The Blackboard has done a bit more work to do a better assessment of Hansen’s forecast to Congress 20 years ago on global warming than I did in this quick and dirty post here. To give Hansen every possible chance, the author has evaluated Hansen’s forecast against Hansen’s preferred data set, the surface temperature measurements of the Hadley Center and his own GISS (left to other posts will be irony of a scientist at the Goddard Institute of Space Studies at NASA preferring klunky surface temperature measurements over satellite measurements, but the surface measurements are biased upwards and so give Hansen a better shot at being correct with his catastrophic warming forecasts).
Here is the result of their analysis:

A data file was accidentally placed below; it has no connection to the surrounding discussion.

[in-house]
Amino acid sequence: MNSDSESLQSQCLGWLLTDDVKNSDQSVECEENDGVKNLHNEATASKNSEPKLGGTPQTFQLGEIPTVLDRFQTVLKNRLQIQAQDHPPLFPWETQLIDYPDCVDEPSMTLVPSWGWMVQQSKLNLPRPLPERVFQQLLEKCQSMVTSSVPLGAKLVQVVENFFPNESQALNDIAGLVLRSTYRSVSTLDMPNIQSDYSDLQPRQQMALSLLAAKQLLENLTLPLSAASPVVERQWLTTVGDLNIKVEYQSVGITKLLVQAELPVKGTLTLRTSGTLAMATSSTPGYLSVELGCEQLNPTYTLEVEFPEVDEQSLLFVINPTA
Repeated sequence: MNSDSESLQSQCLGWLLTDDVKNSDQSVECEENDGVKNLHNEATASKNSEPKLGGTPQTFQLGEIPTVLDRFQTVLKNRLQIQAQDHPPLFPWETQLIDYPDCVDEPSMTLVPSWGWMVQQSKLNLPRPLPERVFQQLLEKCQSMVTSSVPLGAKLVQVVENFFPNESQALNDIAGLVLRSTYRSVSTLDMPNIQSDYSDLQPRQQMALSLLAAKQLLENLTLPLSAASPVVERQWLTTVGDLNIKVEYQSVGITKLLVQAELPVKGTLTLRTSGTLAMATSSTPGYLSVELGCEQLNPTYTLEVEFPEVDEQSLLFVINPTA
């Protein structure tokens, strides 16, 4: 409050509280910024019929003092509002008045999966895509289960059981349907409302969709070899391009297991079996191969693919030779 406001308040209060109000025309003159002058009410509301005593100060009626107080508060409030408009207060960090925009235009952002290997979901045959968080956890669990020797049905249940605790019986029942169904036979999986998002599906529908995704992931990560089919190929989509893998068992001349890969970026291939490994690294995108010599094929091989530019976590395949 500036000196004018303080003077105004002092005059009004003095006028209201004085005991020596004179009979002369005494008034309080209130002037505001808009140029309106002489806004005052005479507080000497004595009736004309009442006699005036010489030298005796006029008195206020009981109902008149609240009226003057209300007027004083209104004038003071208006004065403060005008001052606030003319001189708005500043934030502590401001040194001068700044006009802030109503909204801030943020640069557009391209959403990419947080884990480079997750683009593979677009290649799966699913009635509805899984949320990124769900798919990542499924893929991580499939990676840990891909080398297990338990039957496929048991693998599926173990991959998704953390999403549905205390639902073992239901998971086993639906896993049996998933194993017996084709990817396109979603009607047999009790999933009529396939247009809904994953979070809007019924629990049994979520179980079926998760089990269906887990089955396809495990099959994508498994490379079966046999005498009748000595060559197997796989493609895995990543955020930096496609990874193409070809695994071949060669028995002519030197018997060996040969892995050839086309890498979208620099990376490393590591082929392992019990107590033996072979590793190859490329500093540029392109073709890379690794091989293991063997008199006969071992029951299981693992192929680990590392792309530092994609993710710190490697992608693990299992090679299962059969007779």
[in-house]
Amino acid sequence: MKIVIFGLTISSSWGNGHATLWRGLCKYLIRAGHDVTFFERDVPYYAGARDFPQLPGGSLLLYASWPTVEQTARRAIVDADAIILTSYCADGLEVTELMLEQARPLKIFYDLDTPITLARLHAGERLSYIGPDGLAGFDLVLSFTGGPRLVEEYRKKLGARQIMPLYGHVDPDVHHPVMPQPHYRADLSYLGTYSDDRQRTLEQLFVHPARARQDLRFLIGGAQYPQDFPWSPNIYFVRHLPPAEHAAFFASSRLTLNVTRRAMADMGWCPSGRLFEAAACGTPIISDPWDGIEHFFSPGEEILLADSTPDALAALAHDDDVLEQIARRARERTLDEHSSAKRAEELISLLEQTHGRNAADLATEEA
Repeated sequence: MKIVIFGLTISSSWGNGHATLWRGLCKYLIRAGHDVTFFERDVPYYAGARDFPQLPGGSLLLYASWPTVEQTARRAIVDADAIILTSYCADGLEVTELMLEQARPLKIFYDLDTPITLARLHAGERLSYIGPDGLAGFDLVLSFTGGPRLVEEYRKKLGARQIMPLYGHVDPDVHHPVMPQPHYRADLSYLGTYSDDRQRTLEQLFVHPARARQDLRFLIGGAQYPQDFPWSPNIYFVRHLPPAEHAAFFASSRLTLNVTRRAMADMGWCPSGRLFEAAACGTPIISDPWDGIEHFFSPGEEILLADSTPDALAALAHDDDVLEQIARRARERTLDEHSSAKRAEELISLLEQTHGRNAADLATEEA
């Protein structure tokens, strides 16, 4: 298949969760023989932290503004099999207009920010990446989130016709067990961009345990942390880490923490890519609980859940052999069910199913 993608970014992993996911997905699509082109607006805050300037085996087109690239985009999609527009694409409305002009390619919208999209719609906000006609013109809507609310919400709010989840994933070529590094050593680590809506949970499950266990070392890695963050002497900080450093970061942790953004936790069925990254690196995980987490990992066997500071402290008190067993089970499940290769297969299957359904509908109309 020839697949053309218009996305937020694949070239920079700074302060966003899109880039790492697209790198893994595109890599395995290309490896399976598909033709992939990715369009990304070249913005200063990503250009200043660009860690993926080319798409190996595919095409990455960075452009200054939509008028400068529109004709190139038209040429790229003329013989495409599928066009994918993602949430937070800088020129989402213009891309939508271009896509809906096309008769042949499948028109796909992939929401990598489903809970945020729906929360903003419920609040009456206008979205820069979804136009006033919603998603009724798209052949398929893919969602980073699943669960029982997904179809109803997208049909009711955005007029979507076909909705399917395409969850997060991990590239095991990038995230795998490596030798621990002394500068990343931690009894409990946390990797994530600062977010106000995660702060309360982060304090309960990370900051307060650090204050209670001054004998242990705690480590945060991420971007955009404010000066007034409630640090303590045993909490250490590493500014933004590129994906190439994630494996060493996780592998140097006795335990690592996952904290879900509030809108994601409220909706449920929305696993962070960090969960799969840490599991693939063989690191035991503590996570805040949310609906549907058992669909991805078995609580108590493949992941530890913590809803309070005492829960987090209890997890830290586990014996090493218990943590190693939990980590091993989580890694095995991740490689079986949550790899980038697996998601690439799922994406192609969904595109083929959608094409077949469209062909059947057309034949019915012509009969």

All three forecasts are high.
Don’t be too encouraged at Hansen’s prediction power when you observe the yellow line is not too far off. The yellow line represented a case where there was a radical effort to reduce CO2, something we have not seen. Note that these are not different cases for different climate sensitivities to CO2 — my reading of Hansen’s notes is that these all use the same sensitivity, just with different CO2 production forecast inputs. In fact, based on our actual CO2 ouput in the last 20 years, we should use a case between the orange and the red to evaluate Hansen’s predictive ability.